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Cook Islands to work with other Pacific Island nations to sustainably use fisheries

Tuesday 11 July 2023 | Written by Joanne Holden | Published in Economy, National

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Cook Islands to work with other Pacific Island nations to sustainably use fisheries
Cook Islands Associate Minister Tingika Elikana, second from right, has signed a Memorandum of Understanding on behalf of the country, to work with other Pacific Island nations to sustainably use 23071008

The Cook Islands has teamed up with five other Pacific Island nations to develop a framework for the sustainable use of a “key” fishery.

The South Pacific Group (SPG) – comprising the Cook Islands, Fiji, Niue, Samoa, Tonga, and Vanuatu – have signed a Memorandum of Understanding (MOU) to work together in managing and maximising the benefits of oceanic fishery resources.

“SPG’s immediate area of interest is the management of the southern longline fishery, with a particular focus on South Pacific albacore tuna,” the SPG said in a statement.

“This fishery stretches across the exclusive economic zones of SPG members, who work with the broader Pacific Islands Forum Fisheries Agency (FFA) membership on proposals to improve the management of albacore within the Western and Central Pacific Fisheries Commission (WCPFC).”

South Pacific albacore tuna made up about 65 per cent of the fish caught by Cook Islands vessels operating in the longline fishery, according to the Cook Islands Ministry of Marine Resource’s most recent Offshore Fisheries Report from 2017.

More than 3500 metric tonnes of albacore were hooked by 10 Cook Islands vessels that year, the report stated.

The SPG said the MOU regarding the “key fishery in the region” was supported by the South Pacific Group Strategy 2023-28, which sought to “ensure sustainability, improved economic and social benefits, and good governance in the South Pacific tuna fisheries”.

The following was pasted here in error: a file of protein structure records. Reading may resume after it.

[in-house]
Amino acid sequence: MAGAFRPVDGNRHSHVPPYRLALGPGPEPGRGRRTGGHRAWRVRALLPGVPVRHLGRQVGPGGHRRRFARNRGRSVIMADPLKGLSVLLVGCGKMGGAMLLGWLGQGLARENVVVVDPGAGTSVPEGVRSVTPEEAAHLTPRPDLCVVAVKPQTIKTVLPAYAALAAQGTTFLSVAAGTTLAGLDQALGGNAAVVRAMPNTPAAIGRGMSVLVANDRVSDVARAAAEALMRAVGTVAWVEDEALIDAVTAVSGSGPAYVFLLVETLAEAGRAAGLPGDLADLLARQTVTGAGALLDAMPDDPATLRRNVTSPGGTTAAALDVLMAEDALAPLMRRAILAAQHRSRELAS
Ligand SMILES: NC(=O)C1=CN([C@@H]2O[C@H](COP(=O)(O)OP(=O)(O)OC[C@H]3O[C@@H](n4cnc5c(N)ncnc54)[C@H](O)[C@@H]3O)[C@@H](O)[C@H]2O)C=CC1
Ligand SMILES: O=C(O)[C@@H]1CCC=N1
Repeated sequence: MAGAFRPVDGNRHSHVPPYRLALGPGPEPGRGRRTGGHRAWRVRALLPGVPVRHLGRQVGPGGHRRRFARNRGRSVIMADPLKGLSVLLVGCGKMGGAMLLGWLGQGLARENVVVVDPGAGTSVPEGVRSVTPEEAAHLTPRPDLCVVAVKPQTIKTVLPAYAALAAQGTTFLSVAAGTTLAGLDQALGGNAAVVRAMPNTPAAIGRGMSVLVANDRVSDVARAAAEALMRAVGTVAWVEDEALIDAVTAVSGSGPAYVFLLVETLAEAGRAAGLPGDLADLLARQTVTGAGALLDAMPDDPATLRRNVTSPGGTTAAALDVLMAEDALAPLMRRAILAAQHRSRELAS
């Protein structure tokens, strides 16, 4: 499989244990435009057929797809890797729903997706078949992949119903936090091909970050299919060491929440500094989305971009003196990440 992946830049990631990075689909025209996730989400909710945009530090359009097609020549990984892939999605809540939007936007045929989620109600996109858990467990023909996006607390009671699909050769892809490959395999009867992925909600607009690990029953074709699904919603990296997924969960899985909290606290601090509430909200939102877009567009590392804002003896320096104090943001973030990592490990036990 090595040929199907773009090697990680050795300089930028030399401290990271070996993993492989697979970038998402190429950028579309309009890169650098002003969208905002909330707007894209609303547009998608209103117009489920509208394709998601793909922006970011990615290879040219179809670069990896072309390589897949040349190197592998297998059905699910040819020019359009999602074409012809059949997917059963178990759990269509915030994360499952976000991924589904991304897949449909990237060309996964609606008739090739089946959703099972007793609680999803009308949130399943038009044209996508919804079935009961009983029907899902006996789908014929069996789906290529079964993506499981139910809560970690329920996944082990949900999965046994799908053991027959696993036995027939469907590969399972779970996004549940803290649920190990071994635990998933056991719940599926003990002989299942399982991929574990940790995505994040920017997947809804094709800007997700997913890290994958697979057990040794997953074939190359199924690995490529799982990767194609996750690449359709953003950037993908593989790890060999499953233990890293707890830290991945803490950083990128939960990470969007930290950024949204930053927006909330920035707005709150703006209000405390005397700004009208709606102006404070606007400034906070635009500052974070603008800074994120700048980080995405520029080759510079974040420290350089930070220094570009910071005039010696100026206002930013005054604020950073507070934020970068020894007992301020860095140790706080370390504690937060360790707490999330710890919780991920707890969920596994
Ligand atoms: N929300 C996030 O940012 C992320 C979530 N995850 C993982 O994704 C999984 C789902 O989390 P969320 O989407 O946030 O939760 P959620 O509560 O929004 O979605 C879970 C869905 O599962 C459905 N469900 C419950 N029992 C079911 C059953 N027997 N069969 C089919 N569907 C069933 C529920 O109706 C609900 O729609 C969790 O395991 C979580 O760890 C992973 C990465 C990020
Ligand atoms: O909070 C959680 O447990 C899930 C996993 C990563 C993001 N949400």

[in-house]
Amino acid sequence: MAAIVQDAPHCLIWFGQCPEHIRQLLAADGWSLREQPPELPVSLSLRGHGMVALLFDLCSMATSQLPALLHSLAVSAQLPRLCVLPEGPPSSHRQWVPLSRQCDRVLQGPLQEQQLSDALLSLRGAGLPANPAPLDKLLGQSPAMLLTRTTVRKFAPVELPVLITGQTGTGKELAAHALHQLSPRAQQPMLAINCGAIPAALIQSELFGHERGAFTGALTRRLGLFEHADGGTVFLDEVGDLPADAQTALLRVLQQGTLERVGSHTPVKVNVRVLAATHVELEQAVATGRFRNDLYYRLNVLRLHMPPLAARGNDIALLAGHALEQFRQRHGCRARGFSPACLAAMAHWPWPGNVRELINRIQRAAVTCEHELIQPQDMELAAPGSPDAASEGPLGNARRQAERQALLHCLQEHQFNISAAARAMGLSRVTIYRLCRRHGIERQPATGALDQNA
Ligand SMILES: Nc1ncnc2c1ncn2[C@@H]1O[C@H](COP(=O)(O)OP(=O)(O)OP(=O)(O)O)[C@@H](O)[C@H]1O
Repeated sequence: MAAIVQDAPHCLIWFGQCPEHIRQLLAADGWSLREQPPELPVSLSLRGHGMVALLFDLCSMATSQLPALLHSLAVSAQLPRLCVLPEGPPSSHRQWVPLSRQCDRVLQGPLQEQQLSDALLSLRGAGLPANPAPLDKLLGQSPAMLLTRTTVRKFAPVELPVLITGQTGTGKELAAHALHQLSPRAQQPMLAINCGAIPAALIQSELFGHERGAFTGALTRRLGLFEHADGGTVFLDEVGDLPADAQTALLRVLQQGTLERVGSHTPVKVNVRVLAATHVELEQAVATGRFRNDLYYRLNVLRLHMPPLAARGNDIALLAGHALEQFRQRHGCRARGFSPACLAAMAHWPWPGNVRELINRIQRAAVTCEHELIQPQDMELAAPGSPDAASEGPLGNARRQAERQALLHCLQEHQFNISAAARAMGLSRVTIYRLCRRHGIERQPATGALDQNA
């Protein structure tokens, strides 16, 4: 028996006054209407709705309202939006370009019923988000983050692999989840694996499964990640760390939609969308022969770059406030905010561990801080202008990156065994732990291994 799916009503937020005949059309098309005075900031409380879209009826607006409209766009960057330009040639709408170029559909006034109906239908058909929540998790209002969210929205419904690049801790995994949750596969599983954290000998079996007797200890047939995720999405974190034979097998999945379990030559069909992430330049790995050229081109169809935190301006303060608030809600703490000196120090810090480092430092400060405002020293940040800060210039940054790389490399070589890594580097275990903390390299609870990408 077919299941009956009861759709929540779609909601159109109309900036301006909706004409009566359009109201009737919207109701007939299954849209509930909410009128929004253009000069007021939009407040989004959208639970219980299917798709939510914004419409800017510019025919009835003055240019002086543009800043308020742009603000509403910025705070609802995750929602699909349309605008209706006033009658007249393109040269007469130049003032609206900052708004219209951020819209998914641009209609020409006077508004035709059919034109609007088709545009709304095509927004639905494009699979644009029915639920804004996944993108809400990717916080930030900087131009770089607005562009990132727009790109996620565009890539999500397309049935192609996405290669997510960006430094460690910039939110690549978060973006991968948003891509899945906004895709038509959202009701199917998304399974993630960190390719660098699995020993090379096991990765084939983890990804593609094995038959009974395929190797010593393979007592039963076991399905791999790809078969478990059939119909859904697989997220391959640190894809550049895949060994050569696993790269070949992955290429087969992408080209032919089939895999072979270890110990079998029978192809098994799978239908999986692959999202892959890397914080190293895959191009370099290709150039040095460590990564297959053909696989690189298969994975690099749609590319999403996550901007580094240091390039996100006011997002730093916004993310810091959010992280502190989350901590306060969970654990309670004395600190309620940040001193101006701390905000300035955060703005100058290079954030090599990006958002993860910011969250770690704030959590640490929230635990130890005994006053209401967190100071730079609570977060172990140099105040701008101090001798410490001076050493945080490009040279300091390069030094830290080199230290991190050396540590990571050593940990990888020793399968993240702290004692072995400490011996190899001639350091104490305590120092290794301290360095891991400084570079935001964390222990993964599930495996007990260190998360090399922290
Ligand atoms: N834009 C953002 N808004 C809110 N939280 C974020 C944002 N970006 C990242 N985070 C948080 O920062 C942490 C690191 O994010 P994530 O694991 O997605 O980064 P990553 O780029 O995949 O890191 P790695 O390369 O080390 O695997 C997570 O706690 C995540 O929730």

Alongside Australia, the SPG have tabled a proposal for an interim target reference point for South Pacific albacore, aimed at setting a guideline for an optimal harvest which takes ecological and socio-economic concerns into account.

The proposal will be considered at this year’s WCPFC meetings.

“The SPG has also developed a flexible zone-based management agreement for the South Pacific albacore fishery, that will bring additional benefits to participating countries when it is adopted and implemented,” the group said.

“The SPG is also working collaboratively to maximise the benefits in purse-seine fisheries management, explore shared services in support of oceanic fisheries management, and to develop collective positions and strategies for advocating interests at regional meetings of the FFA, WCPFC, and other multilateral arrangements.”

SPG members signed the MOU on the sidelines of the Pacific Island Forum Fisheries Committee Ministerial meeting, which took place in Majuro, Marshall Islands from July 3 to 6.

The Cook Islands was represented at the meeting by Associate Minister Tingika Elikana.